Well, at the moment it’s preclinical, but the success we’ve had is incredibly encouraging. We began in the mouse because we were using embryonic cortical cells as the source of the transplant. These are cells from the brain of an embryonic mouse that we know are the cells that normally make all the inhibitory neurons in the cerebral cortex. Although these are not normally destined to become the inhibitory neurons in the trigeminal nucleus or the spinal cord, they will survive and grow in these regions.  And of course, they form connections and importantly can treat the mice in models of neuropathic pain. It’s a model that we believe mimics what is happening in the human with neuropathic pain.

 

So that is the first step. And that is a proof of principle, a very exciting proof of principle. Then the next step, which we’re doing, is using embryonic stem cells that have been modified to become inhibitory neurons. Here we’re talking about a human cell, human embryonic stem cells. And we transplanted them in the mouse, and they survive, grow and are functional.  We have to use immunologically suppressed mice otherwise the mice would reject the human cells. So now we have proof of principle that human cells can be effective in an animal model of the human condition.

What’s the next step? To get the cells to a state where you can actually reach the quality where you can transplant them into a human. There’s no question that our objective is to take this into the clinic.

 

 Somebody inevitably asks: when is this going to happen? I don’t answer questions like that because I honestly can’t predict. But is that our objective? Unquestionably. We’re working with the stem cell people at UCSF to get these cells to a condition where they can be used clinically, and I’m much more optimistic than I’ve ever been that we’ve got a handle on something that can work. It’s because of the remarkable ability of the nervous system, of its circuits, to be manipulated. I really didn’t think that the system was that plastic, but it is. The adult brain and spinal cord will accept those cells, I think in a therapeutic way.

 

5. This question is something you just alluded to, but when do you envision (or hope) that cell-replacement treatments for neuropathic pain (including trigeminal neuralgia) will be ready for use in humans?

 

 As I said, I can’t predict the future. There are so many steps hurdles that have to be crossed. The first thing is to get the cells to a state where the Food and Drug Administration would accept a transplant. That’s more a stem cell expert issue. We use the stem cells that our colleagues provide to us. They continue to address this need and of course the whole stem cell field is growing at a tremendous rate.  So I don’t think it should take too long to get the cells to that stage. Stem cell therapy is being used very preliminarily in other conditions now, and I think it’ll grow exponentially within the next five to ten years. With respect to chronic neuropathic pain we believe that we understand how the cells can be used and where they should be transplanted. So in my mind the major barrier is to get the stem cell people to tell us that yes, these things are ready to be put into people. We believe that the therapeutic proof of principle is established and that the fundamental biology, between what we’ve seen preclinically and what we believe occurs in humans, is solid.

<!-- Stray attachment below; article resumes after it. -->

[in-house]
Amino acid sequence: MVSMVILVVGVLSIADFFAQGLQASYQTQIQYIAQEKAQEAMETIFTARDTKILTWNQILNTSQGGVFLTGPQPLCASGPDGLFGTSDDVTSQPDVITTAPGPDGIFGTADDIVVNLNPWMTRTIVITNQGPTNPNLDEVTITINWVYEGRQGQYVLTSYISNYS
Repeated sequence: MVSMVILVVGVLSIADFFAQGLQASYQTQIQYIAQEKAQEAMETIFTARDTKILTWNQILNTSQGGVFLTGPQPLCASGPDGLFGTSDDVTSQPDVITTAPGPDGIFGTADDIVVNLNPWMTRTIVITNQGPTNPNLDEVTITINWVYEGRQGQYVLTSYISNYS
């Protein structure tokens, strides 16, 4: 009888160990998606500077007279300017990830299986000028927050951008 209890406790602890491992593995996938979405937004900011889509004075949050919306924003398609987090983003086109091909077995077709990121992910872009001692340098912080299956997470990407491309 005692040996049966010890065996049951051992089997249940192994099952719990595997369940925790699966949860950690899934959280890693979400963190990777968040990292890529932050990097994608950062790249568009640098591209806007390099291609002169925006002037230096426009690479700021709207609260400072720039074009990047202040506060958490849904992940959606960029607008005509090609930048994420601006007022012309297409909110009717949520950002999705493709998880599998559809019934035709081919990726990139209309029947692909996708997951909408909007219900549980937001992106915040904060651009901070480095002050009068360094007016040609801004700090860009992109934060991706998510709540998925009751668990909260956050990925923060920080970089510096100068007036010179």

I am confident that the neurosurgeons are ready to take this to the clinic. They know about the work and are following it closely. I’m going to give a talk at the annual meeting of the Society of Neurological Surgeons. They recognize the need for a novel, exciting and feasible approach and want to learn more about what we are doing. But will it be next year? No. Five years? Possibly. I really don’t know.

 

6. Perhaps you’re already answered this question, but what are the biggest obstacles you face in translating your preclinical findings to the clinic?

 

It has to do with the quality of the stem cells, to be sure that they meet all the standards to put into a human. One needs to demonstrate unequivocally that the cells don’t become tumors, because there’s certainly an ongoing concern that some stem cells might become tumors. Our data so far says that the stem cells we’ve worked with do not become tumors. They don’t have tumor markers and are not proliferative. So that’s very encouraging. This is one of the major issues that one has to be concerned about.